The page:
Heath Groundsel: the woodland ragwort

Most people with a garden will be familiar with the small, pernicious weed, groundsel; an untidy and fast spreading plant that is difficult to eradicate from well kept flower beds! Well, imagine a bigger version of that; it exists but, fortunately, will not normally bother you as you lovingly tend your flower borders.
The larger version is called heath groundsel (Senecio sylvaticus) and it grows in dry, sandy places and so ii Dorset is often found on heathland but not always. Interestingly perhaps, sylvaticus means 'of woodland' and yet it is rarely found in woodland habitat unless the tree canopy is open and the soil sandy. It is known in some places as the woodland ragwort because, like ragwort, it is a member of the daisy family but for me that is where the similarity between the two ends!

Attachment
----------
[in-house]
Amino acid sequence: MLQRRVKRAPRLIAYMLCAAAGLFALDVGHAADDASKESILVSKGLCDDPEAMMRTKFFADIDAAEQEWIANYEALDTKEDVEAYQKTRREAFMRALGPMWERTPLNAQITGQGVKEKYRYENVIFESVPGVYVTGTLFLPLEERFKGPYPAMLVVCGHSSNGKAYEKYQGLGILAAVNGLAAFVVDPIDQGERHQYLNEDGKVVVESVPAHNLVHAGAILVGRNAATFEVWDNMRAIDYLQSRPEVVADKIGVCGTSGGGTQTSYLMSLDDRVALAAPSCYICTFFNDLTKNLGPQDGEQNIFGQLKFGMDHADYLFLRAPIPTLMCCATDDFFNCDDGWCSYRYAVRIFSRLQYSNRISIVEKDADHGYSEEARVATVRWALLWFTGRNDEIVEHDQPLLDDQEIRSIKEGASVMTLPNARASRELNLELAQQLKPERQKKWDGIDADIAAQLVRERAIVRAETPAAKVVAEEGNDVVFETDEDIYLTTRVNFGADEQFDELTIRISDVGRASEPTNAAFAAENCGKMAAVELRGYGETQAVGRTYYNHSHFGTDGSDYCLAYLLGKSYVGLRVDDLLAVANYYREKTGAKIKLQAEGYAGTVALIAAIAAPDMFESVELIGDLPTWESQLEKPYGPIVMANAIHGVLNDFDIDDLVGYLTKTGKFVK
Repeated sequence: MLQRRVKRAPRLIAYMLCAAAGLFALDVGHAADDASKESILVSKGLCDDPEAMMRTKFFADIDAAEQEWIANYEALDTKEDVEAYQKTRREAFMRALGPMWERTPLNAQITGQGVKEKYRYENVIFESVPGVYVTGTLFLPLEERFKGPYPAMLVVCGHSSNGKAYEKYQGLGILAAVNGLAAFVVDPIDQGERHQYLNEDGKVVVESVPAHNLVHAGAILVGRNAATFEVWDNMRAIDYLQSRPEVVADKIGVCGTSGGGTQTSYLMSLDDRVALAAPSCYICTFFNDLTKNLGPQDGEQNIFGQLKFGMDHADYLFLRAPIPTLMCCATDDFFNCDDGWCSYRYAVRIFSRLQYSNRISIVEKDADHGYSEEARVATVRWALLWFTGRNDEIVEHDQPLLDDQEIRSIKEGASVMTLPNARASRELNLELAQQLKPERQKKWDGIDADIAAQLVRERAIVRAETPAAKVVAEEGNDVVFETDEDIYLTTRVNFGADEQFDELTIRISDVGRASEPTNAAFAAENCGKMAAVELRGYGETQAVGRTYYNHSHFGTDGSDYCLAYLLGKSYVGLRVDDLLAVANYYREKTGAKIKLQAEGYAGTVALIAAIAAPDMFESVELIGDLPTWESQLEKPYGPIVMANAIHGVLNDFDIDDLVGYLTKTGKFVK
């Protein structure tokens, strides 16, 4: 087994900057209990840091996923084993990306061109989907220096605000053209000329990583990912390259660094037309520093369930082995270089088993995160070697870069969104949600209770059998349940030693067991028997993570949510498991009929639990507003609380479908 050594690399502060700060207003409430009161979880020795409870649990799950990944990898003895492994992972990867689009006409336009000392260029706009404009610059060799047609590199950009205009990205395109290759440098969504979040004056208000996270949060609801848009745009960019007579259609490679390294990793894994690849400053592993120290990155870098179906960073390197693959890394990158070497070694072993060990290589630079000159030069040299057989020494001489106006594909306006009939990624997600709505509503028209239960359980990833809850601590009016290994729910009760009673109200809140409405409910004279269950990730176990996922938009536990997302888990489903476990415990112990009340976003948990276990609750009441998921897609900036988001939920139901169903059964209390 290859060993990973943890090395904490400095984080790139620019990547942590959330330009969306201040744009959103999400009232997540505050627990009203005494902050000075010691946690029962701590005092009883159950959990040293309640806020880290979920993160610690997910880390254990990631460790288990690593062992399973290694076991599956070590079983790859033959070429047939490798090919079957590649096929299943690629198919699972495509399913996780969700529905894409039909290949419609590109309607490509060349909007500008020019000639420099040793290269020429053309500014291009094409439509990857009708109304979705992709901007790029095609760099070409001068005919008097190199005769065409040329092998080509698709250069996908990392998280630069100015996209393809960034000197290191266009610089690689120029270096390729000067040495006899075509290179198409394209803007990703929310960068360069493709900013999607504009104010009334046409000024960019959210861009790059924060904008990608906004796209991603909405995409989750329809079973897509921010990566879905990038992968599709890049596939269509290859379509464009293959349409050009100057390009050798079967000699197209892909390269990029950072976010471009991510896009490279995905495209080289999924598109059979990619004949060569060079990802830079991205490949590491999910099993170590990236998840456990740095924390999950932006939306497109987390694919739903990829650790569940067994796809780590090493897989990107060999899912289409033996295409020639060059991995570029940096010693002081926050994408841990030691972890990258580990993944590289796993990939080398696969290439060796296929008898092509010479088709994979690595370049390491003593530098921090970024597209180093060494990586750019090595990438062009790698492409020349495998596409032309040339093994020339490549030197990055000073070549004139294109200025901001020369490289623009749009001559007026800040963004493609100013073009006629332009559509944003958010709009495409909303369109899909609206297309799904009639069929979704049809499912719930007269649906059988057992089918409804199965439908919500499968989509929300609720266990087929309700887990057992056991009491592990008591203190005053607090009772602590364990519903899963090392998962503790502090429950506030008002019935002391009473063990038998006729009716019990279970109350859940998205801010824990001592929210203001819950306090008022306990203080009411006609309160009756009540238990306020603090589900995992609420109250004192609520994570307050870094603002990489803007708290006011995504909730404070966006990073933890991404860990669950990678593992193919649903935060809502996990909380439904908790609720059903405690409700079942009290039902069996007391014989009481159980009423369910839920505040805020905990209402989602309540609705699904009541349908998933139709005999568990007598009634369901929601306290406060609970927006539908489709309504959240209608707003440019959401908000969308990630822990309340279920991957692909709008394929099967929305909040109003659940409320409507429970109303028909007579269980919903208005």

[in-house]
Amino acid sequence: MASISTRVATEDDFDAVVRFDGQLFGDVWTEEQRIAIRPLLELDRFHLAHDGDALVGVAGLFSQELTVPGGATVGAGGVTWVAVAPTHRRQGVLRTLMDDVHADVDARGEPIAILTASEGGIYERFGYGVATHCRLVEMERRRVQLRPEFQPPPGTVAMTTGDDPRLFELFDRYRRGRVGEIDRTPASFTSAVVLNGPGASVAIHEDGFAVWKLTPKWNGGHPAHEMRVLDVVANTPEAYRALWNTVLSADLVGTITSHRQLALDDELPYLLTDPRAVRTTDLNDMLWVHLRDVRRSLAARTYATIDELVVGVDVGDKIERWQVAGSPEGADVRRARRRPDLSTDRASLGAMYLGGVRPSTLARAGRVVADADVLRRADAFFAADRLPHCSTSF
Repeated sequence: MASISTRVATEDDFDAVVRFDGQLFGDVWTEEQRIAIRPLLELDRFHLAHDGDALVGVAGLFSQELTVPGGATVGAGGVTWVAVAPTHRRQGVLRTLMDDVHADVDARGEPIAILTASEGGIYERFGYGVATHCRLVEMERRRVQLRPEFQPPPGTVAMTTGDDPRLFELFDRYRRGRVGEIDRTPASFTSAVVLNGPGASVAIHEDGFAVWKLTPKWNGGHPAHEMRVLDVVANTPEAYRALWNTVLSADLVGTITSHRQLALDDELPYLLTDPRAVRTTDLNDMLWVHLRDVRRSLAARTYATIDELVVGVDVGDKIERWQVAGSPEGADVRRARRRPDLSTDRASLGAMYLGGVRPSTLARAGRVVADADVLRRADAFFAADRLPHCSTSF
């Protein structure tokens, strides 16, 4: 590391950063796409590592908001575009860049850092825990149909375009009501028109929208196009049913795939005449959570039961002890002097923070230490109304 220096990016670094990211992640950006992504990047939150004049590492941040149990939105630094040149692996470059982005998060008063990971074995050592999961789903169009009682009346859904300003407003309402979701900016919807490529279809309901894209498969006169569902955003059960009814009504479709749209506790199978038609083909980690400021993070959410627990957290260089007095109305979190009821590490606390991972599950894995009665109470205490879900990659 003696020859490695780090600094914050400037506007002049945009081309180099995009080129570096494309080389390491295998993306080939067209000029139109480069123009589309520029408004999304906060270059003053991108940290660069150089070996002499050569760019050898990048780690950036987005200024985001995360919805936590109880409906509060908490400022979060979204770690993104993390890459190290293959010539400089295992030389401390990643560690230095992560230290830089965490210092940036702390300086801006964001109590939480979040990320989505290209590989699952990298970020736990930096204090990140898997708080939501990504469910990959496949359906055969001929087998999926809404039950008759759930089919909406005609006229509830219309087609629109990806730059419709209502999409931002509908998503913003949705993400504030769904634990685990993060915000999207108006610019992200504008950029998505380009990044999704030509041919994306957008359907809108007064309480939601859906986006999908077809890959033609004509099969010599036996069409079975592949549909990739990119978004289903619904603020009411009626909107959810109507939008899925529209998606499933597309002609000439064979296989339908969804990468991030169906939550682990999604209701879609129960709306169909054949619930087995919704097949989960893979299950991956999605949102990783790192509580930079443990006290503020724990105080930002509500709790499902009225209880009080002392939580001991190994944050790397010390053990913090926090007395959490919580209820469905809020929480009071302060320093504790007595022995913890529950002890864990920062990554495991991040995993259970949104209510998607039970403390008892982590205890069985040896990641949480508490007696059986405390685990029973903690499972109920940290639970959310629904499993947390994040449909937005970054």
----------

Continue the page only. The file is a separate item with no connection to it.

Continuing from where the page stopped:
Apart from favouring different growing conditions and being somewhat bigger, usually at least a foot tall, its flower heads are much more conical; wide in the seed box and narrow at the petal tips. It also tends to be more upright than the common groundsel which can be a bit droopy.
Quite common, indeed it can locally be very common, it flowers from June right through until September.
Heath Groundsel: the woodland ragwort

Popular posts from this blog

Pelvetia canaliculata: the channelled wrack

Labyrinth Spider (Agelena labyrinthica)